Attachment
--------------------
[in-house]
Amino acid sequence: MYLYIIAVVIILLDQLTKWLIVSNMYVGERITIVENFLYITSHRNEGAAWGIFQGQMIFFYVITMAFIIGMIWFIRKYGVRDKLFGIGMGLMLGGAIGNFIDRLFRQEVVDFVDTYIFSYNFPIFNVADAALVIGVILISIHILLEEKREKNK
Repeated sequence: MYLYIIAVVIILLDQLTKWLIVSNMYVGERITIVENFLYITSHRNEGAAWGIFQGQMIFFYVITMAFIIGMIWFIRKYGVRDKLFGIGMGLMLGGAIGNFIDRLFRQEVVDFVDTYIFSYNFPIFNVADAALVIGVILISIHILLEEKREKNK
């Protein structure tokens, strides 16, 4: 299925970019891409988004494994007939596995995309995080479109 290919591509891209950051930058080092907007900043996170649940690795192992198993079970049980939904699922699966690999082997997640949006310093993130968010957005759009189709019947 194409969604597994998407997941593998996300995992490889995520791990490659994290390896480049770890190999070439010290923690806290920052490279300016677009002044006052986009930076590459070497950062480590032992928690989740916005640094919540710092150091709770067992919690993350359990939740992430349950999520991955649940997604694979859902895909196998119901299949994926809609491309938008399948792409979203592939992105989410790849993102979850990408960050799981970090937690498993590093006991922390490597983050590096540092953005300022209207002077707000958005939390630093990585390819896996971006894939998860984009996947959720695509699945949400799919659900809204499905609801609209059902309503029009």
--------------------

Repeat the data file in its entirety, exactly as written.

[in-house]
Amino acid sequence: MYLYIIAVVIILLDQLTKWLIVSNMYVGERITIVENFLYITSHRNEGAAWGIFQGQMIFFYVITMAFIIGMIWFIRKYGVRDKLFGIGMGLMLGGAIGNFIDRLFRQEVVDFVDTYIFSYNFPIFNVADAALVIGVILISIHILLEEKREKNK
Repeated sequence: MYLYIIAVVIILLDQLTKWLIVSNMYVGERITIVENFLYITSHRNEGAAWGIFQGQMIFFYVITMAFIIGMIWFIRKYGVRDKLFGIGMGLMLGGAIGNFIDRLFRQEVVDFVDTYIFSYNFPIFNVADAALVIGVILISIHILLEEKREKNK
């Protein structure tokens, strides 16, 4: 299925970019891409988004494994007939596995995309995080479109 290919591509891209950051930058080092907007900043996170649940690795192992198993079970049980939904699922699966690999082997997640949006310093993130968010957005759009189709019947 194409969604597994998407997941593998996300995992490889995520791990490659994290390896480049770890190999070439010290923690806290920052490279300016677009002044006052986009930076590459070497950062480590032992928690989740916005640094919540710092150091709770067992919690993350359990939740992430349950999520991955649940997604694979859902895909196998119901299949994926809609491309938008399948792409979203592939992105989410790849993102979850990408960050799981970090937690498993590093006991922390490597983050590096540092953005300022209207002077707000958005939390630093990585390819896996971006894939998860984009996947959720695509699945949400799919659900809204499905609801609209059902309503029009």